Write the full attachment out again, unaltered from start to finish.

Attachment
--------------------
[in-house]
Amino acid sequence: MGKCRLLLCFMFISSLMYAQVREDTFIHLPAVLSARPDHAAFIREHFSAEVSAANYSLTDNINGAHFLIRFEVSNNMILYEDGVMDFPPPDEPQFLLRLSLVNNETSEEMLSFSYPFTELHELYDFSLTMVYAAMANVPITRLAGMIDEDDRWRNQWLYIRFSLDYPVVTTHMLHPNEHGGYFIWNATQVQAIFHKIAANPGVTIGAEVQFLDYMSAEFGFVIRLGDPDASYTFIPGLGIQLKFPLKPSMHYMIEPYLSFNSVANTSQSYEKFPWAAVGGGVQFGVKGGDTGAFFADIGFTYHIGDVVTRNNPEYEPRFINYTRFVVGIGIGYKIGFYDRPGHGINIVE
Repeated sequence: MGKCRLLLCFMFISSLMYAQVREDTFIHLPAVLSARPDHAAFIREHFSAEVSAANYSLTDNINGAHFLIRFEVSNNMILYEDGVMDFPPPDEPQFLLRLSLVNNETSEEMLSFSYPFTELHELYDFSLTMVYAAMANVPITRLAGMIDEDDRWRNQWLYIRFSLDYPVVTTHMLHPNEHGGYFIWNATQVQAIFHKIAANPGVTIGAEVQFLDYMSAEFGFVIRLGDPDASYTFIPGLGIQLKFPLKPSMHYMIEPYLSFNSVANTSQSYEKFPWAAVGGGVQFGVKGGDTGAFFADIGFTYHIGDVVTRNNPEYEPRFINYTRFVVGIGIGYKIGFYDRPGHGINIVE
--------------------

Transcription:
[in-house]
Amino acid sequence: MGKCRLLLCFMFISSLMYAQVREDTFIHLPAVLSARPDHAAFIREHFSAEVSAANYSLTDNINGAHFLIRFEVSNNMILYEDGVMDFPPPDEPQFLLRLSLVNNETSEEMLSFSYPFTELHELYDFSLTMVYAAMANVPITRLAGMIDEDDRWRNQWLYIRFSLDYPVVTTHMLHPNEHGGYFIWNATQVQAIFHKIAANPGVTIGAEVQFLDYMSAEFGFVIRLGDPDASYTFIPGLGIQLKFPLKPSMHYMIEPYLSFNSVANTSQSYEKFPWAAVGGGVQFGVKGGDTGAFFADIGFTYHIGDVVTRNNPEYEPRFINYTRFVVGIGIGYKIGFYDRPGHGINIVE
Repeated sequence: MGKCRLLLCFMFISSLMYAQVREDTFIHLPAVLSARPDHAAFIREHFSAEVSAANYSLTDNINGAHFLIRFEVSNNMILYEDGVMDFPPPDEPQFLLRLSLVNNETSEEMLSFSYPFTELHELYDFSLTMVYAAMANVPITRLAGMIDEDDRWRNQWLYIRFSLDYPVVTTHMLHPNEHGGYFIWNATQVQAIFHKIAANPGVTIGAEVQFLDYMSAEFGFVIRLGDPDASYTFIPGLGIQLKFPLKPSMHYMIEPYLSFNSVANTSQSYEKFPWAAVGGGVQFGVKGGDTGAFFADIGFTYHIGDVVTRNNPEYEPRFINYTRFVVGIGIGYKIGFYDRPGHGINIVE